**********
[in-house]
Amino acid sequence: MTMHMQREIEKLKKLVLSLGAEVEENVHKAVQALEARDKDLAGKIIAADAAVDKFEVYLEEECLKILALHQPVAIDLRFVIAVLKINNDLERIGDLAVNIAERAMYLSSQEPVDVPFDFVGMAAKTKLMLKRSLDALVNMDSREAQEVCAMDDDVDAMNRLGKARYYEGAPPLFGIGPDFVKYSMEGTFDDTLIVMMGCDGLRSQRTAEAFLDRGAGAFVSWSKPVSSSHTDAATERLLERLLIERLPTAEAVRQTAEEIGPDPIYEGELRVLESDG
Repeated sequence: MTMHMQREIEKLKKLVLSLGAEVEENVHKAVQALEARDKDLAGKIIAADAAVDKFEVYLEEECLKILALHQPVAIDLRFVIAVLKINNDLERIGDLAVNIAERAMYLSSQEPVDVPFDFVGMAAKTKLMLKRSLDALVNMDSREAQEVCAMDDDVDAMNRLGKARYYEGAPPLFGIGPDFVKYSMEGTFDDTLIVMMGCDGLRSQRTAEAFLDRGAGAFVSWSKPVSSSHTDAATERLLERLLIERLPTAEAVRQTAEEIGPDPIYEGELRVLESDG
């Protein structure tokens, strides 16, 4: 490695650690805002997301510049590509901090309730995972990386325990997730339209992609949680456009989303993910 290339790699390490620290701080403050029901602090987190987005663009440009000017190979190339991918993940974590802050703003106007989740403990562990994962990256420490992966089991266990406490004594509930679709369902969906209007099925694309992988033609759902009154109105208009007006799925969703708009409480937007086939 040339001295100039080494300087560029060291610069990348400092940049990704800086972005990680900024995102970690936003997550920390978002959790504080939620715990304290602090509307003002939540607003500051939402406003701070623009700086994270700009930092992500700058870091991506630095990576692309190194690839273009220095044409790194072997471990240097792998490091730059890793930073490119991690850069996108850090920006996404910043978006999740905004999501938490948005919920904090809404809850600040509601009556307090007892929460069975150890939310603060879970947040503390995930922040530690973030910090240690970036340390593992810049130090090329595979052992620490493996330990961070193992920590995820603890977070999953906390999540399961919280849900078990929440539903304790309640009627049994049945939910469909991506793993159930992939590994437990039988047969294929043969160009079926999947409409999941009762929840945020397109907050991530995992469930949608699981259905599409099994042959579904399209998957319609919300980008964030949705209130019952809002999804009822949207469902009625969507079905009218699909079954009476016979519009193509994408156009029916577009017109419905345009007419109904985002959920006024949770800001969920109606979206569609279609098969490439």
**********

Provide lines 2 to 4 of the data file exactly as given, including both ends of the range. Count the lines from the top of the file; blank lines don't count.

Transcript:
Amino acid sequence: MTMHMQREIEKLKKLVLSLGAEVEENVHKAVQALEARDKDLAGKIIAADAAVDKFEVYLEEECLKILALHQPVAIDLRFVIAVLKINNDLERIGDLAVNIAERAMYLSSQEPVDVPFDFVGMAAKTKLMLKRSLDALVNMDSREAQEVCAMDDDVDAMNRLGKARYYEGAPPLFGIGPDFVKYSMEGTFDDTLIVMMGCDGLRSQRTAEAFLDRGAGAFVSWSKPVSSSHTDAATERLLERLLIERLPTAEAVRQTAEEIGPDPIYEGELRVLESDG
Repeated sequence: MTMHMQREIEKLKKLVLSLGAEVEENVHKAVQALEARDKDLAGKIIAADAAVDKFEVYLEEECLKILALHQPVAIDLRFVIAVLKINNDLERIGDLAVNIAERAMYLSSQEPVDVPFDFVGMAAKTKLMLKRSLDALVNMDSREAQEVCAMDDDVDAMNRLGKARYYEGAPPLFGIGPDFVKYSMEGTFDDTLIVMMGCDGLRSQRTAEAFLDRGAGAFVSWSKPVSSSHTDAATERLLERLLIERLPTAEAVRQTAEEIGPDPIYEGELRVLESDG
């Protein structure tokens, strides 16, 4: 490695650690805002997301510049590509901090309730995972990386325990997730339209992609949680456009989303993910 290339790699390490620290701080403050029901602090987190987005663009440009000017190979190339991918993940974590802050703003106007989740403990562990994962990256420490992966089991266990406490004594509930679709369902969906209007099925694309992988033609759902009154109105208009007006799925969703708009409480937007086939 040339001295100039080494300087560029060291610069990348400092940049990704800086972005990680900024995102970690936003997550920390978002959790504080939620715990304290602090509307003002939540607003500051939402406003701070623009700086994270700009930092992500700058870091991506630095990576692309190194690839273009220095044409790194072997471990240097792998490091730059890793930073490119991690850069996108850090920006996404910043978006999740905004999501938490948005919920904090809404809850600040509601009556307090007892929460069975150890939310603060879970947040503390995930922040530690973030910090240690970036340390593992810049130090090329595979052992620490493996330990961070193992920590995820603890977070999953906390999540399961919280849900078990929440539903304790309640009627049994049945939910469909991506793993159930992939590994437990039988047969294929043969160009079926999947409409999941009762929840945020397109907050991530995992469930949608699981259905599409099994042959579904399209998957319609919300980008964030949705209130019952809002999804009822949207469902009625969507079905009218699909079954009476016979519009193509994408156009029916577009017109419905345009007419109904985002959920006024949770800001969920109606979206569609279609098969490439």